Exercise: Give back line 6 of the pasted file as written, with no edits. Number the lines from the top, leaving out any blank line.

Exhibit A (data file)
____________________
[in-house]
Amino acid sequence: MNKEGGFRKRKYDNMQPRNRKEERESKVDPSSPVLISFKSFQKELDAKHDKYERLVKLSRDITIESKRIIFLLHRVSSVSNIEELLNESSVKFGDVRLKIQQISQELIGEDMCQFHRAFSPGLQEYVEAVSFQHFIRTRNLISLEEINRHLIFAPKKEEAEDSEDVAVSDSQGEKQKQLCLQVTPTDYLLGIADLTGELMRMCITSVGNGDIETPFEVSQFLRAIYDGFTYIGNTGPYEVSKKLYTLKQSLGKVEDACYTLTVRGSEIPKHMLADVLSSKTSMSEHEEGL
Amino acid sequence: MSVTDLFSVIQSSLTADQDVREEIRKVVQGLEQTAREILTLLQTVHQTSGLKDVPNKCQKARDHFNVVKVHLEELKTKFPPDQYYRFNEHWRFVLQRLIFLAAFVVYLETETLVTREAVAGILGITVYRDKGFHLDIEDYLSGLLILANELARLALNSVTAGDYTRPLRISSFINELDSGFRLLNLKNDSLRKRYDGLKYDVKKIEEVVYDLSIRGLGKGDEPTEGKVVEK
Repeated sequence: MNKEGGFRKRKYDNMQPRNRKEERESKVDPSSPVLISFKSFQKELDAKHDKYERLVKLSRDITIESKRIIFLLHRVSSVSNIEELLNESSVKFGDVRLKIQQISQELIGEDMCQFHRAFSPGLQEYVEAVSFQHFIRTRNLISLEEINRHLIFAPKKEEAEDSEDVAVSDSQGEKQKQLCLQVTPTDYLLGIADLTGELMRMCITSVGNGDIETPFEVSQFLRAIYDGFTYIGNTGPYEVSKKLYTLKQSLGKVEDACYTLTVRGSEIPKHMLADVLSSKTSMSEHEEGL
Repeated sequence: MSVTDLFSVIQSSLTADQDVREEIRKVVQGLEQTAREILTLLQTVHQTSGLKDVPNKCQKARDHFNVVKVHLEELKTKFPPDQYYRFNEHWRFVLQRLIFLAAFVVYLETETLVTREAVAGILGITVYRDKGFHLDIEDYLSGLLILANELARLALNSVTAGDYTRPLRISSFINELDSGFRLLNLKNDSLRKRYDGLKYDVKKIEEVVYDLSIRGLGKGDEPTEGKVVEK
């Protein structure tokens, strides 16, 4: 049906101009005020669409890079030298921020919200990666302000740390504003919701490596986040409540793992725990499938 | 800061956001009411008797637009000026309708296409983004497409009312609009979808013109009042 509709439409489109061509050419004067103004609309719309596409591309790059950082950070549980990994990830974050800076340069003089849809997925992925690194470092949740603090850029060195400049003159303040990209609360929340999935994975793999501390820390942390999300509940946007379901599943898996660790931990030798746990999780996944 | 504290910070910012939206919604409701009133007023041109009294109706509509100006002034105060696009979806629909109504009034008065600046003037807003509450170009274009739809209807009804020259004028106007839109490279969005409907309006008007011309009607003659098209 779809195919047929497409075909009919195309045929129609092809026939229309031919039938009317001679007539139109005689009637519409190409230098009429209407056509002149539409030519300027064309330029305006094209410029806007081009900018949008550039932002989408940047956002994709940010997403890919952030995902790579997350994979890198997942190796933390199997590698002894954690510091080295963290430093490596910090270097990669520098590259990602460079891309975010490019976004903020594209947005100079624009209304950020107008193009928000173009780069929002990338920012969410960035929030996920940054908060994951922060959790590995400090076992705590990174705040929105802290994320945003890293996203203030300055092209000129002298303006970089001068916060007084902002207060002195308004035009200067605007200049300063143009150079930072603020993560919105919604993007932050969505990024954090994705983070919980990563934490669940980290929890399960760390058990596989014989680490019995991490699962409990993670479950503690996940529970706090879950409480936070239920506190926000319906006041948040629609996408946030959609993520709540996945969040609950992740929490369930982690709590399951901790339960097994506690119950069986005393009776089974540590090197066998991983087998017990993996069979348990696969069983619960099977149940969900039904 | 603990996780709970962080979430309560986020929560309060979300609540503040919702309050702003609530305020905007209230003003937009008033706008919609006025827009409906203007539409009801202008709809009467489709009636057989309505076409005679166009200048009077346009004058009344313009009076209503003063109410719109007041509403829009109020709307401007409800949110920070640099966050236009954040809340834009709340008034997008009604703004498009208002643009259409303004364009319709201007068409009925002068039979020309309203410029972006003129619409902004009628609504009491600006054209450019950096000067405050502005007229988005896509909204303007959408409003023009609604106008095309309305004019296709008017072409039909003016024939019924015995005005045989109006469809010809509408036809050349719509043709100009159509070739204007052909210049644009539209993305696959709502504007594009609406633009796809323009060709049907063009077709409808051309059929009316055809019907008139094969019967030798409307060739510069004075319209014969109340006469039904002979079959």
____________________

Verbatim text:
């Protein structure tokens, strides 16, 4: 049906101009005020669409890079030298921020919200990666302000740390504003919701490596986040409540793992725990499938 | 800061956001009411008797637009000026309708296409983004497409009312609009979808013109009042 509709439409489109061509050419004067103004609309719309596409591309790059950082950070549980990994990830974050800076340069003089849809997925992925690194470092949740603090850029060195400049003159303040990209609360929340999935994975793999501390820390942390999300509940946007379901599943898996660790931990030798746990999780996944 | 504290910070910012939206919604409701009133007023041109009294109706509509100006002034105060696009979806629909109504009034008065600046003037807003509450170009274009739809209807009804020259004028106007839109490279969005409907309006008007011309009607003659098209 779809195919047929497409075909009919195309045929129609092809026939229309031919039938009317001679007539139109005689009637519409190409230098009429209407056509002149539409030519300027064309330029305006094209410029806007081009900018949008550039932002989408940047956002994709940010997403890919952030995902790579997350994979890198997942190796933390199997590698002894954690510091080295963290430093490596910090270097990669520098590259990602460079891309975010490019976004903020594209947005100079624009209304950020107008193009928000173009780069929002990338920012969410960035929030996920940054908060994951922060959790590995400090076992705590990174705040929105802290994320945003890293996203203030300055092209000129002298303006970089001068916060007084902002207060002195308004035009200067605007200049300063143009150079930072603020993560919105919604993007932050969505990024954090994705983070919980990563934490669940980290929890399960760390058990596989014989680490019995991490699962409990993670479950503690996940529970706090879950409480936070239920506190926000319906006041948040629609996408946030959609993520709540996945969040609950992740929490369930982690709590399951901790339960097994506690119950069986005393009776089974540590090197066998991983087998017990993996069979348990696969069983619960099977149940969900039904 | 603990996780709970962080979430309560986020929560309060979300609540503040919702309050702003609530305020905007209230003003937009008033706008919609006025827009409906203007539409009801202008709809009467489709009636057989309505076409005679166009200048009077346009004058009344313009009076209503003063109410719109007041509403829009109020709307401007409800949110920070640099966050236009954040809340834009709340008034997008009604703004498009208002643009259409303004364009319709201007068409009925002068039979020309309203410029972006003129619409902004009628609504009491600006054209450019950096000067405050502005007229988005896509909204303007959408409003023009609604106008095309309305004019296709008017072409039909003016024939019924015995005005045989109006469809010809509408036809050349719509043709100009159509070739204007052909210049644009539209993305696959709502504007594009609406633009796809323009060709049907063009077709409808051309059929009316055809019907008139094969019967030798409307060739510069004075319209014969109340006469039904002979079959």